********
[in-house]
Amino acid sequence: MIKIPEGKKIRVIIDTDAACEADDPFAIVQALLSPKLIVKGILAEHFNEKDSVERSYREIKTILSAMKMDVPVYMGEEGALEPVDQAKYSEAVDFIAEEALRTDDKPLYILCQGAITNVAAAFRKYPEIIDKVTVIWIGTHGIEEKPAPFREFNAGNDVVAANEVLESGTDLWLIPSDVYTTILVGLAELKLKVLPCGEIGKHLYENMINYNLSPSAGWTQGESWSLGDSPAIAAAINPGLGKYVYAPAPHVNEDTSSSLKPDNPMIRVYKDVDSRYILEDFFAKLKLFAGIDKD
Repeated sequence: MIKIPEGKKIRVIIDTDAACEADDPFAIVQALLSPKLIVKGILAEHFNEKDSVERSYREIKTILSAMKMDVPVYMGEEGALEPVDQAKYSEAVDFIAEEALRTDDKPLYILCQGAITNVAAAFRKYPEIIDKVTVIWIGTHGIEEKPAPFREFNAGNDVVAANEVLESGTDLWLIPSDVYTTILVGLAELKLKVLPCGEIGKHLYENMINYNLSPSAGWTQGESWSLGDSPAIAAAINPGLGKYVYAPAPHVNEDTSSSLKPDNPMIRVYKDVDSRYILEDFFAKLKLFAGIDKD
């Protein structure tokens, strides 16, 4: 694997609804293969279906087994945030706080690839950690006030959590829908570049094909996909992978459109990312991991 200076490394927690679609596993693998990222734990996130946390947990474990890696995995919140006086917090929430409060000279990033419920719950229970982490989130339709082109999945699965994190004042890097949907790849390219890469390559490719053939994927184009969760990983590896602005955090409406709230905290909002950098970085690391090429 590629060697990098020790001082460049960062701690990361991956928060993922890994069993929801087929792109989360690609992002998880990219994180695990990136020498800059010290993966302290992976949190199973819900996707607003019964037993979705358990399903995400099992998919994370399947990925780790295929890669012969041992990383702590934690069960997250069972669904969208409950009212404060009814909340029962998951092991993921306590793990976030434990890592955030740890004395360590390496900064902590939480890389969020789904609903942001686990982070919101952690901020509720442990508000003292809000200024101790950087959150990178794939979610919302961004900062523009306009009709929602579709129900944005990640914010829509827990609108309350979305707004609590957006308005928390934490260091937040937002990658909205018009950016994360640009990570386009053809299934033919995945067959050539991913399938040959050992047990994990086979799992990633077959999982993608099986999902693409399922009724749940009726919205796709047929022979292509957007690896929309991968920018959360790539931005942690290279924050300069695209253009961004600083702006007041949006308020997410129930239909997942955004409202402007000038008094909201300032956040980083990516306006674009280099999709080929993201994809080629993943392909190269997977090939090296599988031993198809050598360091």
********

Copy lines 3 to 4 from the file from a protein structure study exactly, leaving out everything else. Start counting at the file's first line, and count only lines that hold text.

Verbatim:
Repeated sequence: MIKIPEGKKIRVIIDTDAACEADDPFAIVQALLSPKLIVKGILAEHFNEKDSVERSYREIKTILSAMKMDVPVYMGEEGALEPVDQAKYSEAVDFIAEEALRTDDKPLYILCQGAITNVAAAFRKYPEIIDKVTVIWIGTHGIEEKPAPFREFNAGNDVVAANEVLESGTDLWLIPSDVYTTILVGLAELKLKVLPCGEIGKHLYENMINYNLSPSAGWTQGESWSLGDSPAIAAAINPGLGKYVYAPAPHVNEDTSSSLKPDNPMIRVYKDVDSRYILEDFFAKLKLFAGIDKD
């Protein structure tokens, strides 16, 4: 694997609804293969279906087994945030706080690839950690006030959590829908570049094909996909992978459109990312991991 200076490394927690679609596993693998990222734990996130946390947990474990890696995995919140006086917090929430409060000279990033419920719950229970982490989130339709082109999945699965994190004042890097949907790849390219890469390559490719053939994927184009969760990983590896602005955090409406709230905290909002950098970085690391090429 590629060697990098020790001082460049960062701690990361991956928060993922890994069993929801087929792109989360690609992002998880990219994180695990990136020498800059010290993966302290992976949190199973819900996707607003019964037993979705358990399903995400099992998919994370399947990925780790295929890669012969041992990383702590934690069960997250069972669904969208409950009212404060009814909340029962998951092991993921306590793990976030434990890592955030740890004395360590390496900064902590939480890389969020789904609903942001686990982070919101952690901020509720442990508000003292809000200024101790950087959150990178794939979610919302961004900062523009306009009709929602579709129900944005990640914010829509827990609108309350979305707004609590957006308005928390934490260091937040937002990658909205018009950016994360640009990570386009053809299934033919995945067959050539991913399938040959050992047990994990086979799992990633077959999982993608099986999902693409399922009724749940009726919205796709047929022979292509957007690896929309991968920018959360790539931005942690290279924050300069695209253009961004600083702006007041949006308020997410129930239909997942955004409202402007000038008094909201300032956040980083990516306006674009280099999709080929993201994809080629993943392909190269997977090939090296599988031993198809050598360091």